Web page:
My Technology Perspective:
For as long as I can remember, I have always loved technology. I attribute this significantly to my father, who has spent the greater part of his life using technology to do “transformative stuff”, whether it be founding a new Bluetooth start up in the Y2K era to serving with the Obama Administration as the Chief Information Officer for the US Department of Transportation. Watching him use technology to fundamentally transform ideas into results inspired me and cemented my love for technology.
Now that I am studying Computer Science at McGill, I am privileged to meet amazing people and witness them use technology to change the world. I am also fortunate to be the “Technology Evangelist” for GOVonomy, a Silicon Valley firm that connects disruptive technologies from top startups to solve recurring problems at the world’s largest customer the US Federal Government. The combination of this has entirely changed my perspective on technology and its profound role in society. Technology is no longer an accessory — it’s a necessity. In the past if your organization wanted to flourish, you needed technology. Today, if you don’t use technology you will probably fail. Technology is no longer just an efficiency booster — it is a transformer.
Disrupting the Globe!
Eighteen years ago, my parents had all the time to spend with me as connecting to office after work from home was difficult, if not impossible. Now, they are connected 24 X 7 with the office through cell phones, emails and videoconferencing. In the future we may be in immersive workplace connected through virtual reality.
Uber is the largest taxi and limo service in the world, yet physically owns no cars. AirBnB is the world’s largest hotel chain, yet has no hotels. AliBaba is the world’s largest marketplace, but has no warehouses. (Goodwin) The freight and trucking industry is on the verge of a renaissance with the introduction of automated-driverless vehicles. Technology is introducing new efficiencies that are fundamentally disrupting entire industries.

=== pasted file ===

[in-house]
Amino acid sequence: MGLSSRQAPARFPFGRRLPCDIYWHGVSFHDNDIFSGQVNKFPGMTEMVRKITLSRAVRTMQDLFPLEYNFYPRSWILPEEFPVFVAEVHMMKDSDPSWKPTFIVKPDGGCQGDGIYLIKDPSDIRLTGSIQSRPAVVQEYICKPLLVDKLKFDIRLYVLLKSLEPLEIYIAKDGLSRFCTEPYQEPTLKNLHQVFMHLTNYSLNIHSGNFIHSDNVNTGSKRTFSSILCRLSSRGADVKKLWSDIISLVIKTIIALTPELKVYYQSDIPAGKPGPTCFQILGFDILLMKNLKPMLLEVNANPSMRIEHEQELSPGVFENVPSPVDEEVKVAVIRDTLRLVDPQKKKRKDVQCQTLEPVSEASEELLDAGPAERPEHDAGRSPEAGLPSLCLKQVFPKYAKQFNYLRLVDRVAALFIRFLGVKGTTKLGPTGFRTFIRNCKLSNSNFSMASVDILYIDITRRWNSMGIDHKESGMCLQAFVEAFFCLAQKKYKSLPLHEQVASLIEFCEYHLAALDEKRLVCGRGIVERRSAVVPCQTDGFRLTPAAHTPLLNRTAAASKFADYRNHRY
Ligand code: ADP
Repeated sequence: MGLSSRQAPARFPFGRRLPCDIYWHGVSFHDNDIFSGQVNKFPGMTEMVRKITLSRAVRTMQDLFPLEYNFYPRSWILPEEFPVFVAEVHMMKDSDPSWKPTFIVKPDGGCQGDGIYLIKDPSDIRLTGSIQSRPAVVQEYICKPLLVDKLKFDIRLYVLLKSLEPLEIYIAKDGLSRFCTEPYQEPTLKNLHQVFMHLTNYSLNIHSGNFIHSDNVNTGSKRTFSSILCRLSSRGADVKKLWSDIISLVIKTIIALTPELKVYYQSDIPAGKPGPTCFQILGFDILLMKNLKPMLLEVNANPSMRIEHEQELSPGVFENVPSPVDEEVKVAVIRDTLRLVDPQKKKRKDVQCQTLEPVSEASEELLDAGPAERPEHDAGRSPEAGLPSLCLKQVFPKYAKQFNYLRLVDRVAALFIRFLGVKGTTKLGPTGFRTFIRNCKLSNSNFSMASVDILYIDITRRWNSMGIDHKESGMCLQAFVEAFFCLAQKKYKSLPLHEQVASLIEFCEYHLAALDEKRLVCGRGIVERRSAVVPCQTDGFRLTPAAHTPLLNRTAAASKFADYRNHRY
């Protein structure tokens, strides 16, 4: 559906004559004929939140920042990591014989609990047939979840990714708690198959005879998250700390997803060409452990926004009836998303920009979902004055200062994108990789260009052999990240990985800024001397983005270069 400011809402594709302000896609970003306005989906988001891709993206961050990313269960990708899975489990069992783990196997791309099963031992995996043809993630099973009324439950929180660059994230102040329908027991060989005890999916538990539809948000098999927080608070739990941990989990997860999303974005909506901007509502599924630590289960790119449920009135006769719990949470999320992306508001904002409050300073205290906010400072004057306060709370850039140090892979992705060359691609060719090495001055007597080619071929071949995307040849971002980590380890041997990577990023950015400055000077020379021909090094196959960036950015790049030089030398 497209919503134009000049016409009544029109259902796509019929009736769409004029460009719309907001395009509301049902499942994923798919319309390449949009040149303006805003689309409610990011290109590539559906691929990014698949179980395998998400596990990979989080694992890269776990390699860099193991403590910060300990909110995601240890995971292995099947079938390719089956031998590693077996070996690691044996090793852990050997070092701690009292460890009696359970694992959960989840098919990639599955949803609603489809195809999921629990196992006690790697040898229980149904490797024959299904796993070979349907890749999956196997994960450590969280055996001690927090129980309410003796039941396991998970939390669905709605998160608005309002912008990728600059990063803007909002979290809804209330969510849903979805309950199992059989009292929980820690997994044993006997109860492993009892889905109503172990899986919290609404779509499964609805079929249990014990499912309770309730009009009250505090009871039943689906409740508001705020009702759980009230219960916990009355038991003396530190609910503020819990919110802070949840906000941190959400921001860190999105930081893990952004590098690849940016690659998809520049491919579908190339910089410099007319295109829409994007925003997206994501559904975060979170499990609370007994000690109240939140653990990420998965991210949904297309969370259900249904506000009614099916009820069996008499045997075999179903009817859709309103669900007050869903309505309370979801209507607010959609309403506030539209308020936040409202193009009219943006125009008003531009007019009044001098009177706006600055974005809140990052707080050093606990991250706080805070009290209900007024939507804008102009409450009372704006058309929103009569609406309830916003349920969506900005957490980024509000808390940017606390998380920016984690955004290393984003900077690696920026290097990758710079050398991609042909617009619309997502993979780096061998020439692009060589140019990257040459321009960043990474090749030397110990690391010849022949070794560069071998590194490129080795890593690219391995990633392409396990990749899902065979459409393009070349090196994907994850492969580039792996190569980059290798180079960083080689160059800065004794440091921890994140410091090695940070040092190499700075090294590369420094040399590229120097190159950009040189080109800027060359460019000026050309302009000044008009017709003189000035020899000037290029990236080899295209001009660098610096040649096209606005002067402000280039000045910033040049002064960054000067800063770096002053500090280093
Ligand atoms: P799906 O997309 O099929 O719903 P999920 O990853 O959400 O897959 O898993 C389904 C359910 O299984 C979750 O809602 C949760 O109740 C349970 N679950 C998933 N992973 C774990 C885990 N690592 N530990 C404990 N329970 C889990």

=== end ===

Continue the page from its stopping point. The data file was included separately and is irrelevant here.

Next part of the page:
On the global front, technology can inspire revolution! The recent ‘Arab Spring’ was largely orchestrated through the use of social media. Whether it be Facebook or Twitter, social media is challenging our previously held assumptions on how ideas and information are formulated, spread and accepted. Technology is now a global change agent.
Vectors of Differentiation:
To differentiate your organization and truly be innovative, you need to integrate, implement, and use emerging technologies. Emerging technologies represent the cutting edge of what is possible. Typically, these types of technologies are found in high growth start-ups around the world. Through my work at GOVonomy, I have been exposed to some of these amazing companies and am completely dumfounded at what is technically possible. For example, how about a company that creates “sensor” socks (you read right – socks) that can get the full biometric data of the wearer through sensors. Or, a spend analytics platform that helped the federal government of Scotland save $1.9 billion. The list goes on and on. Integrating and using emerging technologies is the best differentiator for an organization.
Here’s my take. Innovation is a word thrown around a lot these days. All organizations want to be “innovative” or “ahead of the curve”, but are they actually innovating? Maybe. In today’s age, innovation starts with cutting edge technology. It’s easy to say that organizations should implement and integrate cutting edge technologies. However, in reality, most organizations are bureaucratic, reactionary, and take a disjointed approach to innovation and technology. The current model encourages organizations to take a brute force approach to innovation, throwing time, money, and resources to “innovative” projects without any actual underlying strategy. So how do we fix this problem? One step at a time, starting with students — like us — who will need to utilize technological innovation to drive “transformation” throughout the world.
By: Rohan Pradhan
Goodwin, Tom. “The Battle Is For The Customer Interface.” TechCrunch. N.p., 3 Mar. 2015. Web. 10 Oct. 2015.